Mental health care goes digital

Patients can now sign up online to trial a digital system which has potential to change the way Australia’s mental health care system operates.

The AI(Actionable Intime Insights) software has been developed by a team of researchers in digital psychiatry at Flinders University, and offers real-time digital updates on patient status to clinicians.

The software also identifies patterns that represent when a patient may be at risk of relapse and hospitalisation – and these insights can help patients access appropriate care in the community and prevent hospitalisations.

Now in a 24 month trial phase, patients can nominate themselves to take part, and mental health professionals are also able to participate. Both groups can sign up to use AI2 by visiting the website www.aisquared.co

Associate Professor Niranjan Bidargaddi, left, with the project chief investigator Dr Jorg Strobel, psychiatrist Dr Geoff Schrader and research associate Dr Alissa Knight.

The project, led by Flinders’ Associate Professor Niranjan Bidargaddi in collaboration with the Department of State Development and Data to Decisions Cooperative Research Centre, aims to revolutionise the approach to treating mental illnesses outside hospital, using digital applications and internet technologies.

In Australia approximately 600,000 people are living with a chronic mental disorder. The current way of monitoring, managing and treating chronic mental illness is inadequate.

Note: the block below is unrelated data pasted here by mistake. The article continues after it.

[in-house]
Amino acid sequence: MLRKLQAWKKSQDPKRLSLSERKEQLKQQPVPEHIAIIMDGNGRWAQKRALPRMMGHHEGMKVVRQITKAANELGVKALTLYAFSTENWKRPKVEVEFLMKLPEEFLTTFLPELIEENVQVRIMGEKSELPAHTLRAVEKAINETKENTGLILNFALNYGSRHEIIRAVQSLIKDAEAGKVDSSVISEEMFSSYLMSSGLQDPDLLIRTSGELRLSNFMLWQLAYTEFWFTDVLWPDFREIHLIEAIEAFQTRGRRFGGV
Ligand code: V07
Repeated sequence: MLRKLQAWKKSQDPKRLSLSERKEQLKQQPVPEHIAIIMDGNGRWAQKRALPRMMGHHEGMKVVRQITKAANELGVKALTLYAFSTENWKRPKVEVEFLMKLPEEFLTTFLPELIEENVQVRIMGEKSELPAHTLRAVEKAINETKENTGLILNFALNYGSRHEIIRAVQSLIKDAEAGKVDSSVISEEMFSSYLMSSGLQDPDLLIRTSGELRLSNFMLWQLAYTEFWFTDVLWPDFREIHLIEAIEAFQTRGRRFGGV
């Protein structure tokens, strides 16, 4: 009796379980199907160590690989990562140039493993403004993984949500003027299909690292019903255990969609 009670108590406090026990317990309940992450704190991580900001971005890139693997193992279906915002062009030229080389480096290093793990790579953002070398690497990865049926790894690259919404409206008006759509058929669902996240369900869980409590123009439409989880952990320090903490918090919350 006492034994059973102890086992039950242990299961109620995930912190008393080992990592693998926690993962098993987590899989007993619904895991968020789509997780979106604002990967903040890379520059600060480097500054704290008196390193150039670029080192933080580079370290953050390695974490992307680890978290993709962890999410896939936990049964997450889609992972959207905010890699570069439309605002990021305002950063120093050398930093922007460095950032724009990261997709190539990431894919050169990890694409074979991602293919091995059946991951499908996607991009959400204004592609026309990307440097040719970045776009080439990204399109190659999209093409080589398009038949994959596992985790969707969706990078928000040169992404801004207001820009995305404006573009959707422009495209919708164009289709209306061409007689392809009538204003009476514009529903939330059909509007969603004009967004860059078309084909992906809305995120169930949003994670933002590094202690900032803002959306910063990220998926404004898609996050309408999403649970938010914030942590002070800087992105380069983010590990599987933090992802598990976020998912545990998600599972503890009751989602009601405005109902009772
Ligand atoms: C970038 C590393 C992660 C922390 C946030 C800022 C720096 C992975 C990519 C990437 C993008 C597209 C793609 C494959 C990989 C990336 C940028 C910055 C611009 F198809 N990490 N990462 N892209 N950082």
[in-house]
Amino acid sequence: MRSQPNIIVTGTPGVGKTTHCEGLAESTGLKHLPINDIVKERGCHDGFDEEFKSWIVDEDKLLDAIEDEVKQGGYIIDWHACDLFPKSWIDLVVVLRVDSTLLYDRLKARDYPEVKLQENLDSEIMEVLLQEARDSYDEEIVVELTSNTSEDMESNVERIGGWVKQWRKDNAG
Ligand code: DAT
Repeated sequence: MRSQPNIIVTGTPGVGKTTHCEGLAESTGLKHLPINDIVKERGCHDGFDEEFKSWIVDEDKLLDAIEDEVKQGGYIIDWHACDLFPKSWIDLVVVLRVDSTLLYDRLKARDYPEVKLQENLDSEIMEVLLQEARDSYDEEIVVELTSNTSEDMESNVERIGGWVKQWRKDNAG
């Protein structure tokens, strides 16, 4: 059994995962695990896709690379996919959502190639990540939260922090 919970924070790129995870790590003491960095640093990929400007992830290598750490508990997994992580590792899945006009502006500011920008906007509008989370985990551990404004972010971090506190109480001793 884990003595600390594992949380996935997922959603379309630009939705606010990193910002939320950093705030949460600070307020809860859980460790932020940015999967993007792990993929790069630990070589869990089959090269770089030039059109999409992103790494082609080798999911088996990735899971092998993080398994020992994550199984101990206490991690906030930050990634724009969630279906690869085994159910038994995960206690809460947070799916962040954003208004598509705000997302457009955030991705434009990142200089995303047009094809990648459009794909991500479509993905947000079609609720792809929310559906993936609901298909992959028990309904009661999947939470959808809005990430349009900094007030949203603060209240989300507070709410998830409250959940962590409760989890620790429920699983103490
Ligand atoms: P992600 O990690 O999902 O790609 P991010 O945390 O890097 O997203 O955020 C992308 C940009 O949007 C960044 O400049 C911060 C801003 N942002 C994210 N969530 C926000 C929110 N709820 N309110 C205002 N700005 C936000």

Patients seek initial consultations with a clinician for a problem they are experiencing. They may be provided with a diagnosis, a healthcare plan for treatment, and then sent off with the expectation that they will comply with treatment instructions such as taking medication and therapeutic techniques.

“Most clinicians do not have the resources to manually keep track of every patient, which can lead to a relapse and hospitalisation. AISquared offers an effective digital alternative to monitor patients, delivering data in real time,” Associate Professor Bidargaddi says.

The app pulls and stores consented patients’ Medicare Benefit Scheme (MBS) and Pharmaceutical Benefits Scheme (PBS) data, such as medication prescriptions, from My Health Records into the AISquared infrastructure.

From there it, it uses machine learning algorithms to continuously monitor key parameters of patients’ mental health within the data.

As a recipient of a $179,118 Medical Research Future Fund Translating Research into Practice (TRIP) Fellowship from the Australian Government, Associate Professor Bidargaddi will continue to enhance the capacity of mental health services to review, personalise and intervene early through implementation of real-time outcome monitoring in 2018.

The AISquare project has begun its pilot program and will run until October 2019.

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